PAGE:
Corporate income tax (CIT) is usually seen as a tax levied at the statutory rate of 33.33%. However, assessment rules, reduced rates, tax smoothing procedures, and other variations in the tax base do require a more comprehensive study of other indicators to estimate the true tax burden on businesses. One of the most telling indicators, particularly for international comparisons, is the implicit tax rate (ITR), defined as the ratio of CIT revenues to the tax base measured by net operating surplus (NOS). This indicator differs from the 33.33% statutory tax rate for two broad categories of reasons:

–  Rules for assessment of the tax base (particularly for loan-interest deductions) and for setting rates (reduced 15% rate applicable to a portion of profits of small and medium-sized enterprises [SMEs]) lower the ITR.

–  Other factors, at the opposite, tend to raise the ITR. One is business demography, which involves events such as the death of certain units. Another consists of carry-back or carry-forward rules, which allow firms to deduct losses from past or future profits; these rules explain why some losses recognized in a given year may never entitle the firm to a future tax rebate.

For 2007, i.e., the year before the crisis, the ITR on non-financial firms in France reached 27.5%. With respect to the statutory rate, the assessment and rate rules lowered the ITR by eight points, while demographic factors raised it by two points.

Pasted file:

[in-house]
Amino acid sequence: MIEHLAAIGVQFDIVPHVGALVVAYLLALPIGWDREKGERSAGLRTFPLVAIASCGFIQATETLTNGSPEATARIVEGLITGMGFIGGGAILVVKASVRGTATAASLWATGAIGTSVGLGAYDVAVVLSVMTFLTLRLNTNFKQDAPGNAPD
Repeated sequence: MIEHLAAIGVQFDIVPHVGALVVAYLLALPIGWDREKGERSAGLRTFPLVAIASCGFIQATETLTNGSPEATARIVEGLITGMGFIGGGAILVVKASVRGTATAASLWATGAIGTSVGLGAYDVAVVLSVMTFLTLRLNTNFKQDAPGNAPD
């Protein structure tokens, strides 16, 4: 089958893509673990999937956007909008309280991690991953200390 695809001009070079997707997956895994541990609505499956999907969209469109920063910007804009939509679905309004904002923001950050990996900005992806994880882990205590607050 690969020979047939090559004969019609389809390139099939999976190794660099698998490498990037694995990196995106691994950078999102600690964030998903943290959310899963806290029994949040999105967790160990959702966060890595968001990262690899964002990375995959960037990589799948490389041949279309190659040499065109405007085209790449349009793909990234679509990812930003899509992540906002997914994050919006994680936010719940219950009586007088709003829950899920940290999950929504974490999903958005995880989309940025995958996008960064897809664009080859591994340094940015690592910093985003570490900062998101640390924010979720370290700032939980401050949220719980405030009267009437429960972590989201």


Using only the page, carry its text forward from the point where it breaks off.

Large firms (5,000+ employees: hereafter LFs) display a lower ITR than micro-enterprises (fewer than ten employees). The differences are traceable to three factors: (1) assessment rules: loan-interest deductions lower the ITR for micro-enterprises by three points but that of LFs by nearly fourteen points; (2) rate-setting rules: the reduced rate for SMEs lowers the ITR for micro-enterprises by more than eleven points, but the annual flat tax (imposition forfaitaire annuelle: IFA), to be withdrawn in 2014, raises it by more than three points; (3) higher risk of death among the smallest enterprises: because of this demographic factor, the average ITR for micro-enterprises exceeds the rate that would apply to consistently profit-making micro-enterprises.

As for 2008, European comparisons suggest, France ranked above the average for the European Union (EU-25) in 2008, but below countries such as Spain or Italy. In nominal terms, the only country to post a higher rate than France was Malta.

Trésor-Economics No 88